New Haven Officer Wins Claim For Back Wages
Swift then attempted to collect lost overtime pay for Maio for the 16 months he didn't work; that amounted to $62,000. However, Swift said the city of New Haven would not pay up. Although a jury found Maio not guilty of the criminal charges, city officials apparently had questions about his conduct.
In June 2010, Maio filed a civil lawsuit against the city based on a state statute that allows a police officer who has been criminally charged and then found not guilty to bring a claim for reimbursement for his economic losses during the underlying prosecution. The law requires that the officer prove that he was performing his duties when the alleged conduct occurred.
The city of New Haven argued that Maio acted outside the scope of his duties when he committed the specific actions that led to his arrest. The defense further argued that Maio was acting outside the scope of his employment by generally working inside the bar instead of outside the establishment.
Swift explained that a general rule of the New Haven Police Department, written in 1982, requires an officer on extra duty at a nightclub to stay outside and in the parking lot, where the goal is to prevent vandalism and other trouble. Swift, however, said the rule was outdated; he presented the testimony of a handful of other officers who also provided police presence inside bars, not just outside.
None of the testifying officers had been told that providing a police presence inside a bar was outside the scope of their duties. Further, Swift noted that Bar was paying $30,000 annually for police presence inside their establishment on weekends. Managers of the Bar testified that they would not have paid that much for an officer to be outside rather than inside.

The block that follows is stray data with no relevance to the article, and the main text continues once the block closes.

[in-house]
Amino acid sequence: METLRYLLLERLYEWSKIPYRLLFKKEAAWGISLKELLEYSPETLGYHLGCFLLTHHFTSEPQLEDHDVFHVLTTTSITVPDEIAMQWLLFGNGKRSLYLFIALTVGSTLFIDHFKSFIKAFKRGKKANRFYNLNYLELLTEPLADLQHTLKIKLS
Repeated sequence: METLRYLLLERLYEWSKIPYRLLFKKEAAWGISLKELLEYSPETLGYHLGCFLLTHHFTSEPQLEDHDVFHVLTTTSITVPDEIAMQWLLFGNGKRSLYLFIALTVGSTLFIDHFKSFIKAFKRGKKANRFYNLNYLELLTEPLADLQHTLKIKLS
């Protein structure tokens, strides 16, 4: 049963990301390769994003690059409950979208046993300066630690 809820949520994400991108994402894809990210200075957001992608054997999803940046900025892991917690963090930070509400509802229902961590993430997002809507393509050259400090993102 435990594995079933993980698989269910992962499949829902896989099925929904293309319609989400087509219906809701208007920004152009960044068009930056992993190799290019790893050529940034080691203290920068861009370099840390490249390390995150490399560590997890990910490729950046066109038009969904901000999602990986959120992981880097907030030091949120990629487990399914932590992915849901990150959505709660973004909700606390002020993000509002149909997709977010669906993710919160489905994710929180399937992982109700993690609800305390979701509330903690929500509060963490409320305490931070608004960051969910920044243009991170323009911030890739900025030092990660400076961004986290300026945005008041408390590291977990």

"Nobody was enforcing this rule because it didn't make any sense," said Swift. "Then all of a sudden Anthony Maio comes along and [the New Haven Police Department's] got this rule."
Swift said the city was not interested in settling the case until the trial started in early August. The city offered $120,000 on the last day of the trial. By that point, Maio wasn't interested in settling.
Evidence presentation lasted a week before Judge Robin Wilson in New Haven Superior Court. The jury took about 2 1/2 hours before awarding all of the compensation Maio sought. He received roughly $62,000 in lost overtime pay and $124,107 in attorney fees and costs, totaling $187,256. Also, since the plaintiffs had previously filed an offer to compromise for $156,000, interest was added to the verdict award in the amount of $47,896.
The city of New Haven was represented at trial by Scott Karsten, of Karsten & Tallberg in West Hartford. Karsten has filed a motion to set aside the verdict. Karsten did not return calls for comment.
Swift said he did not expect a long appellate battle. "I don't think they have one single issue on appeal that has any merit," he said, adding that his client was happy with the jury's verdict.